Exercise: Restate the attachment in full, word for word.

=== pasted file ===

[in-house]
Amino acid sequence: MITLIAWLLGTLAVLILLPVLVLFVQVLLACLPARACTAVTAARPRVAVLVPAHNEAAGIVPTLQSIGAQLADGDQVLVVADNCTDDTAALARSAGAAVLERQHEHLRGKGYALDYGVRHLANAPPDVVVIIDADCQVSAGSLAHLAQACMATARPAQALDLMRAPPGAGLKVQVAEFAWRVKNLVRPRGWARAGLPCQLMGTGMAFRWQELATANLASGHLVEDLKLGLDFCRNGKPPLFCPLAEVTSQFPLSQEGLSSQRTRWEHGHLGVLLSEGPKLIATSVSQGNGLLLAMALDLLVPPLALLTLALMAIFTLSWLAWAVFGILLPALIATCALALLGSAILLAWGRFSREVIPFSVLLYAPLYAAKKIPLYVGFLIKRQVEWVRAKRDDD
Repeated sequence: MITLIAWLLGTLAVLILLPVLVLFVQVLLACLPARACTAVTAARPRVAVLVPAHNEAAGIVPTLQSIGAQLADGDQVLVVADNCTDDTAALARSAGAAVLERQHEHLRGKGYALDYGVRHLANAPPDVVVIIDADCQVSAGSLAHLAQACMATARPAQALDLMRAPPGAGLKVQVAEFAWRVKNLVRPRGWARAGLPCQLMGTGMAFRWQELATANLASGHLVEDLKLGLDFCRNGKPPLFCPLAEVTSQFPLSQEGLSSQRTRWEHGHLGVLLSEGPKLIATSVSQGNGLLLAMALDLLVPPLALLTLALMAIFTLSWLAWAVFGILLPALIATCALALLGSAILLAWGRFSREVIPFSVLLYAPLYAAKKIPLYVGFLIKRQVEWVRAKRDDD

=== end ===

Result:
[in-house]
Amino acid sequence: MITLIAWLLGTLAVLILLPVLVLFVQVLLACLPARACTAVTAARPRVAVLVPAHNEAAGIVPTLQSIGAQLADGDQVLVVADNCTDDTAALARSAGAAVLERQHEHLRGKGYALDYGVRHLANAPPDVVVIIDADCQVSAGSLAHLAQACMATARPAQALDLMRAPPGAGLKVQVAEFAWRVKNLVRPRGWARAGLPCQLMGTGMAFRWQELATANLASGHLVEDLKLGLDFCRNGKPPLFCPLAEVTSQFPLSQEGLSSQRTRWEHGHLGVLLSEGPKLIATSVSQGNGLLLAMALDLLVPPLALLTLALMAIFTLSWLAWAVFGILLPALIATCALALLGSAILLAWGRFSREVIPFSVLLYAPLYAAKKIPLYVGFLIKRQVEWVRAKRDDD
Repeated sequence: MITLIAWLLGTLAVLILLPVLVLFVQVLLACLPARACTAVTAARPRVAVLVPAHNEAAGIVPTLQSIGAQLADGDQVLVVADNCTDDTAALARSAGAAVLERQHEHLRGKGYALDYGVRHLANAPPDVVVIIDADCQVSAGSLAHLAQACMATARPAQALDLMRAPPGAGLKVQVAEFAWRVKNLVRPRGWARAGLPCQLMGTGMAFRWQELATANLASGHLVEDLKLGLDFCRNGKPPLFCPLAEVTSQFPLSQEGLSSQRTRWEHGHLGVLLSEGPKLIATSVSQGNGLLLAMALDLLVPPLALLTLALMAIFTLSWLAWAVFGILLPALIATCALALLGSAILLAWGRFSREVIPFSVLLYAPLYAAKKIPLYVGFLIKRQVEWVRAKRDDD